From the Boston Herald’s Business and Market Blog:
By Jay Fitzgerald
Thursday, January 7, 2010
National Grid customers will experience sticker shock after the giant utility negotiates a long-term electric contract with Cape Wind developers, energy experts warn.
Business groups worry that a National Grid contract with Cape Wind, which needs a long-term deal to secure funds to build a giant wind farm off Cape Cod, could add tens of millions of dollars per year to electric bills.
They point to a recent price agreement between National Grid and a Rhode Island wind-farm developer as cause for alarm.
The Rhode Island deal calls for National Grid to pay an eye-popping 24 cents per kilowatt hour for electricity from Deepwater Wind’s proposed wind farm off Block Island for 20 years. That’s three times higher than the current price of natural-gas generated electricty – and the Rhode Island deal includes a 3.5 percent annual price increase over the life of the contract.
Rhode Island officials have estimated the small Deepwater contract will add about $1.35 per month in the first year to an average residental customer’s bill – and it will add far more to the bills of big energy-using companies.
Analysts say a Cape Wind contract could come in at about 15 cents per kilowatt hour – about twice as high as current prices for natural-gas generated electricity.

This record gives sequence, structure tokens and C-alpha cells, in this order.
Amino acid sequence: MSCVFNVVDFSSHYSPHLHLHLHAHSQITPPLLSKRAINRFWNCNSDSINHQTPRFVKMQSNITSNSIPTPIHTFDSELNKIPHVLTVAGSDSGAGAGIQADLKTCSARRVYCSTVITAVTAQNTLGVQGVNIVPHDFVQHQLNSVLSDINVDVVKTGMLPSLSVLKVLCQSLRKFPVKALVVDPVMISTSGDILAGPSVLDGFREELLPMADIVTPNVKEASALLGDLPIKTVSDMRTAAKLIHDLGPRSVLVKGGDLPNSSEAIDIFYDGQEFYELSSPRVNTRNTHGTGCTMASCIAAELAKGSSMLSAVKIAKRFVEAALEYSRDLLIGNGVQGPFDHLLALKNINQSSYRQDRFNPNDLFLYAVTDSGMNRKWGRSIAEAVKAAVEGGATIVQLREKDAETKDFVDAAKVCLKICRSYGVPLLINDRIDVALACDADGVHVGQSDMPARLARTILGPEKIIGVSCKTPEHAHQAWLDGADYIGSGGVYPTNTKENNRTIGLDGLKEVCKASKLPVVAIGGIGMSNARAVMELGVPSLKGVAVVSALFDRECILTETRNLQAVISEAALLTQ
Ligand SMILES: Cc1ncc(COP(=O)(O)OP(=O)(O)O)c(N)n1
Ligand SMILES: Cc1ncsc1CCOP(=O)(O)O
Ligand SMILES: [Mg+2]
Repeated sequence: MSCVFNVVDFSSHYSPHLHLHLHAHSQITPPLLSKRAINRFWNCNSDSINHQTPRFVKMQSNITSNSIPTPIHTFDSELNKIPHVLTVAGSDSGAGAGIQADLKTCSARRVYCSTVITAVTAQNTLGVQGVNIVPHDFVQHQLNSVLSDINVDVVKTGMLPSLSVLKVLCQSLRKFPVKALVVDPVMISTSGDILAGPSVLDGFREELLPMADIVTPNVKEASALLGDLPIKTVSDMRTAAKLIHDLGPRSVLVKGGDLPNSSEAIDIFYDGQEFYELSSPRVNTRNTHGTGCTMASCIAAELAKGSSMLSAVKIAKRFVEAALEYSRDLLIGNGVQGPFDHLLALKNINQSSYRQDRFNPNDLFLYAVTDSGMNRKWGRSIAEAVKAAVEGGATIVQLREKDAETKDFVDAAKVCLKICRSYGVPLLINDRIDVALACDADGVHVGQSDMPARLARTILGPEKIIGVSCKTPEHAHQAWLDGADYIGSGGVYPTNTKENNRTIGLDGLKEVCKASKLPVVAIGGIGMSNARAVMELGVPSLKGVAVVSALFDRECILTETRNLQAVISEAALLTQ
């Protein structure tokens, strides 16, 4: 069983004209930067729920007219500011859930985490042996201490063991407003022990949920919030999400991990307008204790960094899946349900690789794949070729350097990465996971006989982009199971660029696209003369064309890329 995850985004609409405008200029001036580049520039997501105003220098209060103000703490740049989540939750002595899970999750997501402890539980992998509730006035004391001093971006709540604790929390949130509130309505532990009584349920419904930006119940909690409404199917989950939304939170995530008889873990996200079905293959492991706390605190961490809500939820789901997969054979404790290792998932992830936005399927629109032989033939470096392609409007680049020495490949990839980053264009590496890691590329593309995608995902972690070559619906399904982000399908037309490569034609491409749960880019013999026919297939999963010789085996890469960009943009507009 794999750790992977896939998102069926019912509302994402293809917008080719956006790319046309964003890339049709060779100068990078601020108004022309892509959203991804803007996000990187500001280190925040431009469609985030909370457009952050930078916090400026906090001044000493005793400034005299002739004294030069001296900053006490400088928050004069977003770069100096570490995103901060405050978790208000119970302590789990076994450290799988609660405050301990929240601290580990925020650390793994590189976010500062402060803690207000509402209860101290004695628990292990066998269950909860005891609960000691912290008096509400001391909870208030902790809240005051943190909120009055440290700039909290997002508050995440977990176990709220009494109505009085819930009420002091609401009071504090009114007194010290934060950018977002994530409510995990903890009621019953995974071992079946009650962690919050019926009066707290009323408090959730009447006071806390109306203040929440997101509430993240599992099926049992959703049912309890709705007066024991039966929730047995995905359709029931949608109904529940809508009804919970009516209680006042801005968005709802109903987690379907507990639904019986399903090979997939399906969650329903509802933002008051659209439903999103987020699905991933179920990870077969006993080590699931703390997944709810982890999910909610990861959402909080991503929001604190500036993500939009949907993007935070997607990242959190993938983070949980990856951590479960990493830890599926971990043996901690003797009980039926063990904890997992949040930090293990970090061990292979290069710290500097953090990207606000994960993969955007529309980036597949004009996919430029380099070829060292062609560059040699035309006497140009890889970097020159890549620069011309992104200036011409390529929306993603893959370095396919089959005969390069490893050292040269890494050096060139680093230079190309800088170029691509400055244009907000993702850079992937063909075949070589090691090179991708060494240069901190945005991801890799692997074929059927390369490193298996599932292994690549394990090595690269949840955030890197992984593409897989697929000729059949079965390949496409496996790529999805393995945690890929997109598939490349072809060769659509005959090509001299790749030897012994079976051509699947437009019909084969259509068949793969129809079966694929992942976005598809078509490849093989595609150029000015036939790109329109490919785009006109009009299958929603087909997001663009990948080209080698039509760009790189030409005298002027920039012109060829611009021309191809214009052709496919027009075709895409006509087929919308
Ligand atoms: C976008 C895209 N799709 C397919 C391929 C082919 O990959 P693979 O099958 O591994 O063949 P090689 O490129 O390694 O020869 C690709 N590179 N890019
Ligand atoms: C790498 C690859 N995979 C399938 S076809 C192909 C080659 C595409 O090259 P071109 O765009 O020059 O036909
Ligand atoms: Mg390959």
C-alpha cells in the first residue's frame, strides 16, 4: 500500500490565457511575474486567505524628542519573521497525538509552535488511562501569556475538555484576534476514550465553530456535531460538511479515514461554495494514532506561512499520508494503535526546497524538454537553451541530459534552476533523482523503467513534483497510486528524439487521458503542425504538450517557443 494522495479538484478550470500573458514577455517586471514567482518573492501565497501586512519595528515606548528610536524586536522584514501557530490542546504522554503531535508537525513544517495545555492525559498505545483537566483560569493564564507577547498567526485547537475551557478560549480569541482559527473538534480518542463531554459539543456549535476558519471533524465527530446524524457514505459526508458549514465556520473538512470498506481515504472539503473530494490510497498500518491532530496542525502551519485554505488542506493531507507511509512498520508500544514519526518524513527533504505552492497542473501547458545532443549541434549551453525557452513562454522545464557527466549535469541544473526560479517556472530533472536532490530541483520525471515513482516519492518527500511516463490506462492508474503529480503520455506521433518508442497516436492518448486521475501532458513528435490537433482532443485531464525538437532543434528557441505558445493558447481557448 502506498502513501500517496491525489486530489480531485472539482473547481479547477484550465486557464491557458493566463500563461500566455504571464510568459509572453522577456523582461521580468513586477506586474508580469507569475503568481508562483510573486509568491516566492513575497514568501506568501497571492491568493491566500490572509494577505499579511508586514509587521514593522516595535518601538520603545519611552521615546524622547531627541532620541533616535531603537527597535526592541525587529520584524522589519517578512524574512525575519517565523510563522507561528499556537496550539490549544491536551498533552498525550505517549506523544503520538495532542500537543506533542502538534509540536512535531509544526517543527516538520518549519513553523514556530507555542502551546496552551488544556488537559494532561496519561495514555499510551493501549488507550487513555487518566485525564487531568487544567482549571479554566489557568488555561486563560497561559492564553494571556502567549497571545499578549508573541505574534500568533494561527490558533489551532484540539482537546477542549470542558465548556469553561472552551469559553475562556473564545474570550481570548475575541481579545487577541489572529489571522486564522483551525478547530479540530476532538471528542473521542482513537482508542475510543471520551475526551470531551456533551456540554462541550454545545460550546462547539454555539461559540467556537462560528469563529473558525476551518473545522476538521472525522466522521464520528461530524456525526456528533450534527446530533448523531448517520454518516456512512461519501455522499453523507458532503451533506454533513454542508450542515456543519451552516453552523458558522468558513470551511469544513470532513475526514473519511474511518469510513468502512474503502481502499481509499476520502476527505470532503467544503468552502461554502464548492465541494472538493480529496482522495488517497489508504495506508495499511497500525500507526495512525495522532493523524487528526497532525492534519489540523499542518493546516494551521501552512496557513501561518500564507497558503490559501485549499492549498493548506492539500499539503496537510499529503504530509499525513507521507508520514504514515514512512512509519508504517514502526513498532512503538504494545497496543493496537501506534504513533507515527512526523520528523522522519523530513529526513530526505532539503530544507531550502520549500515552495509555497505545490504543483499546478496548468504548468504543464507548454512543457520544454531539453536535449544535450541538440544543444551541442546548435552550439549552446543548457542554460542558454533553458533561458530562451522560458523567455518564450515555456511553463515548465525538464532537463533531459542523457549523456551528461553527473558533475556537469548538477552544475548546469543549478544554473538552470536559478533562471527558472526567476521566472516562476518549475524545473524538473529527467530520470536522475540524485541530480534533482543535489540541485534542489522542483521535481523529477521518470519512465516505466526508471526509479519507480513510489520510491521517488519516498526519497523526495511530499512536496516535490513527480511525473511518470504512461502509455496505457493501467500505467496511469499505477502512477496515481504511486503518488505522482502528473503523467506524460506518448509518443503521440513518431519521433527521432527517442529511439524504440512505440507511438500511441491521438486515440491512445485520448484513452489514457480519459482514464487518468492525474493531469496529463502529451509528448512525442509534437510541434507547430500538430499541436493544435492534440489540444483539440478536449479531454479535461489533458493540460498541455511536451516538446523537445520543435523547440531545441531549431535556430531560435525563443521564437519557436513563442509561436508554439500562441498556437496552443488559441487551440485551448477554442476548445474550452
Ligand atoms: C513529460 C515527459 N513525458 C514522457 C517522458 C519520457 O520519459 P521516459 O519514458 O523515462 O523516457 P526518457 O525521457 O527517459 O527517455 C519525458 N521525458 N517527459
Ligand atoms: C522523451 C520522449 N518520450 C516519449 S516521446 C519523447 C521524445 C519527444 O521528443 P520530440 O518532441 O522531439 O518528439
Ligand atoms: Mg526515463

“It’s still double the price – and the ratepayers will be picking up the tab for it for 20 years,” said Robert Rio, a senior vice president at Associated Industries of Massachusetts.
One source, who supports the Cape Wind project, said officials are hoping National Grid can negotiate a price at about 12 to 14 cents per kilowatt hour in the first year – but that’s still far above today’s 6 to 8 cents for natural-gas generated electricity.
Dennis Duffy, a vice president at Cape Wind, cautioned that the price of natural gas is volatile and was much higher only a few years ago, before the global recession dramatically reduced energy prices.
Cape Wind stands by its assertion that it will eventually save customers an average $25 million a year, when the long-term advantage of free wind starts to exert competitive pressure on other power generators, Duffy said.
The $1 billion-plus price of building and installing Cape Wind’s 130 giant turbines on Nantucket Sound will have to be paid for, he said. But the long-term price and environmental benefits of wind farms will a huge plus, he said.
Peter Beutel, an analyst with Cameron Hanover, said he agrees wind farms are “worthwhile in the long run” for energy markets.
“But can I justify (wind energy) financially today? No I can’t,” he said.